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Rachael Heyhoe Flint

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Template:Use British English Template:Use dmy dates Template:Infobox cricketer

Rachael Heyhoe Flint, Baroness Heyhoe Flint, Template:Postnominals (11 June 1939 – 18 January 2017) was an English cricketer, businesswoman and philanthropist. She was best known for being captain of England from 1966 to 1978, and was unbeaten in six Test series, while in total she played for the English women's cricket team from 1960 to 1982. Heyhoe Flint was captain when her team won the inaugural 1973 Women's Cricket World Cup, which England hosted.[1] She was also the first female cricketer to hit a six in a Test match.

Cricket careerEdit

Heyhoe Flint was chiefly a batsman. She played in 22 Women's Test cricket matches, with a batting average of 45.54 in 38 innings. She scored three Test centuries, including her highest score of 179, a world record when she scored it against Australia at the Oval in 1976, earning a draw to save the series by batting for more than 8½ hours. She was captain of the first England women's team to play at Lord's in the 1976 Women's Ashes series. She also hit the first six in a women's Test match in 1963, also at the Oval against Australia.[2] After being replaced as England captain in 1978, she played her last Test match in the 1979 series against West Indies, but went on to play in the 1982 Women's Cricket World Cup.[3]

Other sport Edit

Outside cricket, she played as goalkeeper for the England national field hockey team in 1964 [4] and was a single-figure handicap golfer. [5]

Post-cricket careerEdit

After retiring from cricket, Heyhoe Flint worked as a journalist, broadcaster (in 1973 she was appointed TV’s first woman sports presenter with ITV’s World of Sport), award-winning after-dinner speaker, businesswoman and board director. She was appointed Member of the Order of the British Empire (MBE) in 1972,[6] and was one of the first ten women admitted to the MCC in 1999, as an honorary life member. In 2004, she was the first woman elected to the full committee of the MCC and latterly became a Trustee. She was made a director of Wolverhampton Wanderers F.C. in 1997, later becoming an ex officio Vice President.[7]

She was appointed a Deputy Lieutenant of the West Midlands in 1997, [8] and was President of the Lady Taverners charity from 2001 to 2011.

She was appointed Officer of the Order of the British Empire (OBE) in the 2008 New Year Honours, [9][10] and in October 2010 was inducted into the ICC Cricket Hall of Fame, the first woman to achieve this accolade.[11] In April 2011, Heyhoe-Flint was granted the freedom of Wolverhampton.[12]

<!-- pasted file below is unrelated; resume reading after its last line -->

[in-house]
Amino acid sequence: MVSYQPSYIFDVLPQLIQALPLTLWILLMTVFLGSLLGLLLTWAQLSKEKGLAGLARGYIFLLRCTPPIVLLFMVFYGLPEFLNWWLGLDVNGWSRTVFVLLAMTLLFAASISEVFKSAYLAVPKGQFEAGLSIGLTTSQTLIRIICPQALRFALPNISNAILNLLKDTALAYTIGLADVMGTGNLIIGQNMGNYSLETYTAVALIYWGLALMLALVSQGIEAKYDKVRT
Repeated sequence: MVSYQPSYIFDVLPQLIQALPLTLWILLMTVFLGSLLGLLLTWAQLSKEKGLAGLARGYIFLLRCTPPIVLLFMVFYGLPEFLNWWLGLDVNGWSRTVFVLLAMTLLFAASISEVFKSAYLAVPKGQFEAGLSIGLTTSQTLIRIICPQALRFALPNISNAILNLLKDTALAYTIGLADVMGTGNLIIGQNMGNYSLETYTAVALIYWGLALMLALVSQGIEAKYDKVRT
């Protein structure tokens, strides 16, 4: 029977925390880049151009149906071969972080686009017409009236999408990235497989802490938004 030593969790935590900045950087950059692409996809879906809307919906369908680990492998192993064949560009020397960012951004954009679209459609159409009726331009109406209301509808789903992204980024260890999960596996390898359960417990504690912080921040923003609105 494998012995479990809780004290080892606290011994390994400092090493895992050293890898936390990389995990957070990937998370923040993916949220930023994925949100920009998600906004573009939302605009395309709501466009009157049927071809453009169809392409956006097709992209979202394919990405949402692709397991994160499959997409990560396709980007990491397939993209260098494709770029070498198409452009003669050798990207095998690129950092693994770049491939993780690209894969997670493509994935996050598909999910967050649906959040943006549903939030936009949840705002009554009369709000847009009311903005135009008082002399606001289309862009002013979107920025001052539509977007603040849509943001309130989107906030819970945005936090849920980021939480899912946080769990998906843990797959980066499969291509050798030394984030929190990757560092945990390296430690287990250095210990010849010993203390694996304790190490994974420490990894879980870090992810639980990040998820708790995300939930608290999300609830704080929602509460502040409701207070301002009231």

On 19 November 2010, it was announced that she was to be ennobled to sit in the House of Lords as a Conservative Party peer.[13] "I was completely taken by surprise when I took the call from the Prime Minister in September," Heyhoe Flint said. "Obviously I am really thrilled at my appointment but still very humbled at the thought of joining such an historic institution ... My background in sport, journalism, charity and community work will I hope stand me in good stead, and I hope I can make a positive contribution as a working peer. I will certainly look forward to the commute from one Lord's to another Lords."[14] She was subsequently invested as a life peer on 21 January 2011 taking the title Baroness Heyhoe Flint, of Wolverhampton in the County of West Midlands.[15]

Personal lifeEdit

Heyhoe Flint was educated at Wolverhampton Girls' High School. She was the wife of Derrick Flint (born 14 June 1924), who had a first-class cricket career comprising 10 matches for Warwickshire in 1948–49 playing as a leg-spin and googly bowler. Heyhoe Flint has a son, Ben, who also played cricket but emigrated to Singapore in 2001 where he runs businesses related to sports and entertainment. She was also stepmother to Derrick Flint's children: Simon, Hazel and Rowan Flint.[16]

DeathEdit

Her death was announced by Lord's on 18 January 2017.[17][18]

Bibliography Edit

With Netta Rheinberg, she co-authored a history of women's cricket: Fair Play: The Story of Women's Cricket, Angus & Robertson, 1976, (ISBN 978-0-207-95698-0). She also wrote an instructional guide to field hockey called, Rachael Heyhoe Flint: Field Hockey with Barron's Sports Books (ISBN 9780812051582) in 1978. She authored her autobiography Heyhoe (ISBN 9780720710496) in 1978, published by Pelham Books with a foreword from comedian and cricket-lover Eric Morecambe.

See alsoEdit

ReferencesEdit

Template:Reflist

External linksEdit

Template:England Squad 1973 Women's Cricket World Cup Template:England Squad 1982 Women's Cricket World Cup

Template:Authority control


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